MUSEUM OF BROADCAST COMMUNICATIONS
        360 North State Street, Chicago, IL 60654-5411  P. 312-245-8200      Museum of Broadcast Communications (MBC) © 2017 All rights reserved.©  
 Museum of Broadcast Communications was made possible thanks to a generous grant by:
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Svengoolie Exhibit

Located on the 3rd Floor

Rich Koz, as humorous horror movie host Svengoolie, first opened the door of his brightly painted coffin to a national audience in 2011

as part of the launch of the Memorable Entertainment network (MeTV).

 

That allowed viewers throughout the country to join long-time regional fans in embracing Svengoolie as a fresh take on a program form

harkening back to the early days of local television. Koz played his character as the creatively silly guide to classic (and not-so-classic)

monster, horror and science fiction films. He won fans of every age with an unpretentious, family-friendly personality that spoke directly

to each home viewer.

 

In 1994, Neal Sabin, executive vice president of Weigel Broadcasting,

struck a deal to bring back Svengoolie for Chicago station WCIU

(Channel 26). Rich Koz unearthed the coffin and once again took

center stage, but no-longer as “Son of.” Jerry G. Bishop gave him the

proud papa smile and said, “You’re all grown up now. Just be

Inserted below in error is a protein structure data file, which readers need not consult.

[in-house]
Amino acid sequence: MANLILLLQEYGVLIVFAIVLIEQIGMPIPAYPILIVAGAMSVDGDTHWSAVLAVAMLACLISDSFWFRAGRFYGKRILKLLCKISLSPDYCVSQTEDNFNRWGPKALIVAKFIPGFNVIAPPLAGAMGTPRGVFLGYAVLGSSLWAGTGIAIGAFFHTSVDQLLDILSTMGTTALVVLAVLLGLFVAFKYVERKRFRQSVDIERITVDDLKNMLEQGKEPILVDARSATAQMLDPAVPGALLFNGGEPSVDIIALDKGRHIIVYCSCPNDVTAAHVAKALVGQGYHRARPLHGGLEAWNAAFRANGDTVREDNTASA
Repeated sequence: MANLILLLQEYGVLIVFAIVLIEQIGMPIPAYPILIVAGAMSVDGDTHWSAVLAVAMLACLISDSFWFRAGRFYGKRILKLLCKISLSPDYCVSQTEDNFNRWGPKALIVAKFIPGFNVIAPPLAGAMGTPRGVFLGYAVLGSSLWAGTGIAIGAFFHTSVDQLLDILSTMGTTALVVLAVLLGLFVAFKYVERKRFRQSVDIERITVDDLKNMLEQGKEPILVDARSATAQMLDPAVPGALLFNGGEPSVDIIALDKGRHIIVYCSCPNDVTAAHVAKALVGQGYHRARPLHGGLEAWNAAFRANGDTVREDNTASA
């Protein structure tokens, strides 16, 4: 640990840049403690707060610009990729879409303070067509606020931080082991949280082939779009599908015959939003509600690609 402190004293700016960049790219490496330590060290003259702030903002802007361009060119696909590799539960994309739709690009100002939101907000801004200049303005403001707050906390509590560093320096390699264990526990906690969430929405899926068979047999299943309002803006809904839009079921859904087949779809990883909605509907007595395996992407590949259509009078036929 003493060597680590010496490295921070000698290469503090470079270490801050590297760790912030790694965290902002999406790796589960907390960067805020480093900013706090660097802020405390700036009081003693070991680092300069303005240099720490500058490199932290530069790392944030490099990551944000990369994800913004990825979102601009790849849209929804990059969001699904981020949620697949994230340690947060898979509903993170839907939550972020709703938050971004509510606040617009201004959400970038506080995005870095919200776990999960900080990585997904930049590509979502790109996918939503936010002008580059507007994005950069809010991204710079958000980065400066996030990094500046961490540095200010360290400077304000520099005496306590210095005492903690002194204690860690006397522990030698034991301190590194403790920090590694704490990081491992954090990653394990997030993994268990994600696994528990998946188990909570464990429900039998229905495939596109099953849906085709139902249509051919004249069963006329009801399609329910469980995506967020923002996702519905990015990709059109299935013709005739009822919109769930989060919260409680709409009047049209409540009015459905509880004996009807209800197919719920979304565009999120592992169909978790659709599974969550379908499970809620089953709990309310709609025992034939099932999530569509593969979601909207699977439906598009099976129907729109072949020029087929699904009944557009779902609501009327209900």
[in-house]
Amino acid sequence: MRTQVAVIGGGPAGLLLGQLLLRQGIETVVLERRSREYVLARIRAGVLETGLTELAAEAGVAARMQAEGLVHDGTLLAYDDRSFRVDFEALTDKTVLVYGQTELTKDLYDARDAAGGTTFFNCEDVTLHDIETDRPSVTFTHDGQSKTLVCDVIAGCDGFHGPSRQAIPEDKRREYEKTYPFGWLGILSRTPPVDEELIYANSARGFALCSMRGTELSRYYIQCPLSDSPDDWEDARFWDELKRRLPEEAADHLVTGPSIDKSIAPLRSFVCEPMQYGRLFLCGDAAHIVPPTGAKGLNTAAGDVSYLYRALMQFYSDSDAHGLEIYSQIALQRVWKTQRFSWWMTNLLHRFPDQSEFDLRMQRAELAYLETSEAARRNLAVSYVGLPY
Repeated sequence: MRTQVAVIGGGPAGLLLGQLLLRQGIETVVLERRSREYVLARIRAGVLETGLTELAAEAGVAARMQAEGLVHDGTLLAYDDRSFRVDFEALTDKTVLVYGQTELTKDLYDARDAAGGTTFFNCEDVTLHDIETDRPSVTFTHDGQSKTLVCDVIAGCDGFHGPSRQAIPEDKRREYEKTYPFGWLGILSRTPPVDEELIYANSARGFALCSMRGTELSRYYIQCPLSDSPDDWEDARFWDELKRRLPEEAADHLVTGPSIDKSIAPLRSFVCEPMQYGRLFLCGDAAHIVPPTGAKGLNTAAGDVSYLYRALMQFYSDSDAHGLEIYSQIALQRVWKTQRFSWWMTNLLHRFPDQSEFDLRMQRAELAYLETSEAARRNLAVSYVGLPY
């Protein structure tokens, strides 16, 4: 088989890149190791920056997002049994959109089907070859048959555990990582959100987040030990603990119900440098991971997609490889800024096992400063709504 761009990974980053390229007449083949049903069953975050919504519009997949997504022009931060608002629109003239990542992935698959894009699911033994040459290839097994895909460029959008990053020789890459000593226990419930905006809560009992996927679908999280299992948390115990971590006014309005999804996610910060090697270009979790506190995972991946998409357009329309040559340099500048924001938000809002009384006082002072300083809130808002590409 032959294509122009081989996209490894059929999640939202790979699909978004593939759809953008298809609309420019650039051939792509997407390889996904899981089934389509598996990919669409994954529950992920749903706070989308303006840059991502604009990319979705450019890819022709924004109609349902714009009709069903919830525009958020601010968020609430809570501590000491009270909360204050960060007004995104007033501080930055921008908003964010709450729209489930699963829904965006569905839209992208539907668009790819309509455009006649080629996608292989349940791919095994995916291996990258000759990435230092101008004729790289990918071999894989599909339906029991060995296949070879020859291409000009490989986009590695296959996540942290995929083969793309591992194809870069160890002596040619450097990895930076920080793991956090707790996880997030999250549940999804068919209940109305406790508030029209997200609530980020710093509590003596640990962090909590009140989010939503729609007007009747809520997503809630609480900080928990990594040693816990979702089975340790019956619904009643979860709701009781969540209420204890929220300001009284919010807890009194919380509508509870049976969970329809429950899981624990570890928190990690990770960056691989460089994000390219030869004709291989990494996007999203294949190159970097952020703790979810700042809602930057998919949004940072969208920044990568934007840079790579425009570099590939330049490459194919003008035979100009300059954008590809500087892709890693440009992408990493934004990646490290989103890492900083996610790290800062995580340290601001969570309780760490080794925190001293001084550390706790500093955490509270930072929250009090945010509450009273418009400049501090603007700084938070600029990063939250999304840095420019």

Svengoolie.” Both Bishop and Koz appeared together at the Museum

of Broadcast Communications event “The Night of Two Svengoolies.”

 

Over the next two decades, Rich Koz as Svengoolie became more

popular than ever. He brought his Emmy Award total to eight, and in

2004 was inducted into the NATAS Silver Circle. Svengoolie grew

from its Chicago base to other regional stations owned by Weigel

Broadcasting in Indiana and Wisconsin, then even further as part of

the company’s expansion with the national MeTV network.

 

In 2014, the Svengoolie studio set received a major overhaul. Key elements found a new home in this Museum of Broadcast

Communications display, acknowledging the program’s long history and the deep affection it has engendered in generations of fans.

Prop and Design History:    
This coffin was the second constructed for Jerry G. Bishop, and the one-and-only used by Rich Koz until 2014, with front art adapted to reflect his version of the character. The old set was the design product of Steve Wagner and Mario Martinez with ongoing embellishment from producer Chris Faulkner. Composer Doug Scharf (as “Doug Graves”) played the keyboard for Svengoolie’s songs. Svengoolie’s original “chicken shield” (used at the show close to protect him from the rubber poultry pelting) was fabricated and sent in by a fan from the early WCIU days, Rick Wagner. The new 2014 Svengoolie coffin (complete with its own lighting and internal ventilation system) was created by Acme Design, Inc. of Elgin.
On display is the original coffin, set walls and more! Exhibit Text by Walter J. Podrazik, MBC Television Curator Exhibit Designed by David Plier and Jim Roche, Svengoolie Co-Curators Sponsored by ME TV (logo with link)